It is now possible, thanks to assistance from Heller and no thanks to a lot of red tape by the District of Columbia, to legally own a handgun and keep it in one’s house if one lives in Washington, DC.
As Christian Davenport writes, it’s still not easy:
It took $833.69, a total of 15 hours 50 minutes, four trips to the Metropolitan Police Department, two background checks, a set of fingerprints, a five-hour class and a 20-question multiple-choice exam.
The writer is hardly a weapons aficionado:
I’ve been surrounded my whole life by people who see guns as a cause of social ill, not a cure. But what if they’re wrong? I live in a dangerous part of a dangerous city. I’ve heard gunshots from my bedroom window clearly enough so there was no mistaking them for firecrackers. And then, about a month or so ago, my wife went out to her car and saw the glass on the ground and then the shattered window. Nothing can make you want a gun more than that sickening, helpless moment when you realize you are more vulnerable than you had thought.
When he’s all done with his story (well worth reading) he’s learned a bit about himself:
The act of firing the gun is a genuine thrill, and the gun itself is, I realize, an alluring work of art. The metal is sleek and smooth, the trigger tight, the sight a precise, simple and altogether new way of looking at the world. I take the gun — my gun — out of the box and, knowing it’s unloaded, pull the trigger. I love that satisfying snap as the hammer drops and the cylinder clicks into place, ready to fire once again. The gun’s weight, once solely the cause of angst and discomfort, now feels impressive.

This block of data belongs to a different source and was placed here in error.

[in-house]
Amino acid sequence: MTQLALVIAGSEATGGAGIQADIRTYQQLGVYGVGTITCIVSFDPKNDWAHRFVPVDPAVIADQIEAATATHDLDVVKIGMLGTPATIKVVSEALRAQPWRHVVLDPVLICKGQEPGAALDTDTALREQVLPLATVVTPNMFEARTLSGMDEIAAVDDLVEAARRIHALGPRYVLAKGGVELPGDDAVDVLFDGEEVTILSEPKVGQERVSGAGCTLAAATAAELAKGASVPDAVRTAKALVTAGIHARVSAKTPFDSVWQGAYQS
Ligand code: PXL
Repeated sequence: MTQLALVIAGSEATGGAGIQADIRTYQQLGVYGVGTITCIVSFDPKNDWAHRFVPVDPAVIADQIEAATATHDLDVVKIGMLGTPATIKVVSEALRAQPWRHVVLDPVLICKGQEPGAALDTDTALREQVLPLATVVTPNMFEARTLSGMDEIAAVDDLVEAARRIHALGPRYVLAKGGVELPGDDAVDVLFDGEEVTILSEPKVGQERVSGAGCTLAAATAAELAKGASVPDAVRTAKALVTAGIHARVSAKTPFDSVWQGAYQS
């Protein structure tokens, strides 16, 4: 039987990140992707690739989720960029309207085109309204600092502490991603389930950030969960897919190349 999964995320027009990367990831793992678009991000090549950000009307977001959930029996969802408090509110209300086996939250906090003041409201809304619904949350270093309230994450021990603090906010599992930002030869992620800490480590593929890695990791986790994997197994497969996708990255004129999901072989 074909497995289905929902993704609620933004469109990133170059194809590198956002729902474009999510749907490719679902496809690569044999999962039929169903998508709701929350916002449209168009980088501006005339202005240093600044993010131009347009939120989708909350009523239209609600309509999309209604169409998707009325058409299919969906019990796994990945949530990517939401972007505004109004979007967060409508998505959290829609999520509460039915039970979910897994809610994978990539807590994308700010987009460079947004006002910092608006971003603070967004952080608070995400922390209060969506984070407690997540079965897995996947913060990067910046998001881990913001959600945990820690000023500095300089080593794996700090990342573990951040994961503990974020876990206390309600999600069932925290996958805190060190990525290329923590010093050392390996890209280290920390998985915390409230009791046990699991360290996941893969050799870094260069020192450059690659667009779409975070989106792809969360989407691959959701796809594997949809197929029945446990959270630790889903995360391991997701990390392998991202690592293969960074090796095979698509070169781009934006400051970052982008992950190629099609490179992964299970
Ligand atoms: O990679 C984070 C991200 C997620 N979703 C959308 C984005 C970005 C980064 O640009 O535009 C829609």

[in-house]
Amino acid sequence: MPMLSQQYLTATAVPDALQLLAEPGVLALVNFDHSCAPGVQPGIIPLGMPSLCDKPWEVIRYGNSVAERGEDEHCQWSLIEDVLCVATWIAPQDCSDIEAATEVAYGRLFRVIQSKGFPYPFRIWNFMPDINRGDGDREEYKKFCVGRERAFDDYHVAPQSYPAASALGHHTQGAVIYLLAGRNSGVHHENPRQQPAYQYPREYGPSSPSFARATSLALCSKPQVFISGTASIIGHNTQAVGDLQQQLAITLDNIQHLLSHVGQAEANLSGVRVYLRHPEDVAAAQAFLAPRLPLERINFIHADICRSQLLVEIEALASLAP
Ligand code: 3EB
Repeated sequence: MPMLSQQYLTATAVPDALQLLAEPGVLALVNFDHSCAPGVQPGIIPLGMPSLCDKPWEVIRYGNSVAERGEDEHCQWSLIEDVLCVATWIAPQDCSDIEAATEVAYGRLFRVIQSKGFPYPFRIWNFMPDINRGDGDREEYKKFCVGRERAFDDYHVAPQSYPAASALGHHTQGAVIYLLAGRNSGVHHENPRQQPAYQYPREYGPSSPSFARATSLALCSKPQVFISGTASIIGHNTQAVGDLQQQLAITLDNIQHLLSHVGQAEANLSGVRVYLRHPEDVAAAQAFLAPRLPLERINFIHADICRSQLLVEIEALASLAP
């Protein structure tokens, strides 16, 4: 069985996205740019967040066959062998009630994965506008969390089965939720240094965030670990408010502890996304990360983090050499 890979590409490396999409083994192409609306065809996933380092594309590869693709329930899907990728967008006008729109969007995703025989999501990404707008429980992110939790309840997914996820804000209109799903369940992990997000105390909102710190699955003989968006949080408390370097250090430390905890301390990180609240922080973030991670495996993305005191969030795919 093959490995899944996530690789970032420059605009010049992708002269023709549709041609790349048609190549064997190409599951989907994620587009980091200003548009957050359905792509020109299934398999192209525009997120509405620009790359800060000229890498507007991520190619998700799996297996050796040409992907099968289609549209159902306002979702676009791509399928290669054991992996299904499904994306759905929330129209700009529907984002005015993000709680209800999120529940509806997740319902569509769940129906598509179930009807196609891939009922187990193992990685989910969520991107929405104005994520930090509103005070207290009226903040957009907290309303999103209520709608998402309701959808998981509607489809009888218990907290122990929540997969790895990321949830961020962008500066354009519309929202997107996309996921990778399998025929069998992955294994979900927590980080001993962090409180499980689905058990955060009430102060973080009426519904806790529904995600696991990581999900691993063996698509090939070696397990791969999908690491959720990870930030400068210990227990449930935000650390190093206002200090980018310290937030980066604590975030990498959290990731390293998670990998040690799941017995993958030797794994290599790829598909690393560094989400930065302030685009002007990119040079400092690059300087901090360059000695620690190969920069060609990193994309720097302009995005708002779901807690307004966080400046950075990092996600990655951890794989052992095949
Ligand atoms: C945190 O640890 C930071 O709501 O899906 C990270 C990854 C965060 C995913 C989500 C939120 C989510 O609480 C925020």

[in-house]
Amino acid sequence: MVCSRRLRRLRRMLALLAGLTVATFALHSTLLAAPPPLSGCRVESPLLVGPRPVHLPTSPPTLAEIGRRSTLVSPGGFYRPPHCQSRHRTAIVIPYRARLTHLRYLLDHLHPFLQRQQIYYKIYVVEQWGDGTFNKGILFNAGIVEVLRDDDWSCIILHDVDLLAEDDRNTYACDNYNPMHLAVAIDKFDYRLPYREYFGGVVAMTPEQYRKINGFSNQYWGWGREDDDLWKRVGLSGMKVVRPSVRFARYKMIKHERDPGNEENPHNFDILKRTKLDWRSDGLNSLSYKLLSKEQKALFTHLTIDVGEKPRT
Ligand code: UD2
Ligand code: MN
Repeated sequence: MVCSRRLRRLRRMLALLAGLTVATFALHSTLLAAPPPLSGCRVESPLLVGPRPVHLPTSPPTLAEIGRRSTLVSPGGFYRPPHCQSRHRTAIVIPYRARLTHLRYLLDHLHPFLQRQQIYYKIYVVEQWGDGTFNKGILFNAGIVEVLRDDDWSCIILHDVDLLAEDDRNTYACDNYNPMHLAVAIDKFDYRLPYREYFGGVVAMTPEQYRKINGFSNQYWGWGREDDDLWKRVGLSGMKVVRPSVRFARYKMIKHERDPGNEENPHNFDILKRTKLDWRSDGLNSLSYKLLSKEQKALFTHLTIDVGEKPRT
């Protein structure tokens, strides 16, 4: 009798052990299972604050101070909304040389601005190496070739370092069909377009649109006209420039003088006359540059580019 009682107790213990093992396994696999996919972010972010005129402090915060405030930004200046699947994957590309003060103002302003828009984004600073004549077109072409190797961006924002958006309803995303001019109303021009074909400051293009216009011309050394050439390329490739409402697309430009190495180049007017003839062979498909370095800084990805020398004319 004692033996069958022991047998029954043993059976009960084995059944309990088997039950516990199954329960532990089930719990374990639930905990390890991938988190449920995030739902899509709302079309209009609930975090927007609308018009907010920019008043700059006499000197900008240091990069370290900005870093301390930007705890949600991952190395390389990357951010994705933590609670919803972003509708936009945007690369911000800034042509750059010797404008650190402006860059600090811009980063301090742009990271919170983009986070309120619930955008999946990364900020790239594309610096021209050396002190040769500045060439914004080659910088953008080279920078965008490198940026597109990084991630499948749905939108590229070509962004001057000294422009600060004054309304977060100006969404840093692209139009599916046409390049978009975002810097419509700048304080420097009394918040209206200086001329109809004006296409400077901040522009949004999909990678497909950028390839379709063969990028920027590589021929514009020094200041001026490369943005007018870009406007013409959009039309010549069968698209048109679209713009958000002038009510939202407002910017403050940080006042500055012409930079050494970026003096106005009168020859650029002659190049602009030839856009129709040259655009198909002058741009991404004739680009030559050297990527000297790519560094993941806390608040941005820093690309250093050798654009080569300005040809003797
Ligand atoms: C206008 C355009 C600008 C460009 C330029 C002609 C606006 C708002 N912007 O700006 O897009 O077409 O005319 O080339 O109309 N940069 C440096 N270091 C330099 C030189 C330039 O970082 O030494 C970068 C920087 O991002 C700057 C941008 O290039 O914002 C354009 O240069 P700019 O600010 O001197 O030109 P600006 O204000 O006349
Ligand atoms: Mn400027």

My wife is adamant that that thing can’t stay, and makes a compelling case that it’s more likely to cause harm than to save us from it. And the more I think about keeping it, the more I’m convinced that the range is where the gun belongs. Not here at home, where it feels out of place, an intruder that shakes our sense of peace more than bolstering it.
Maybe it’s the wrong decision, maybe I’ll later regret it, but the gun is going back. And so am I . . . to the range, where I’ll shoot rented firearms. I think I’ve found a new hobby.
Dare I say that this is exactly what Fastidious was talking about? Someone chose to walk in the opposition’s shoes before discounting everything out of hand.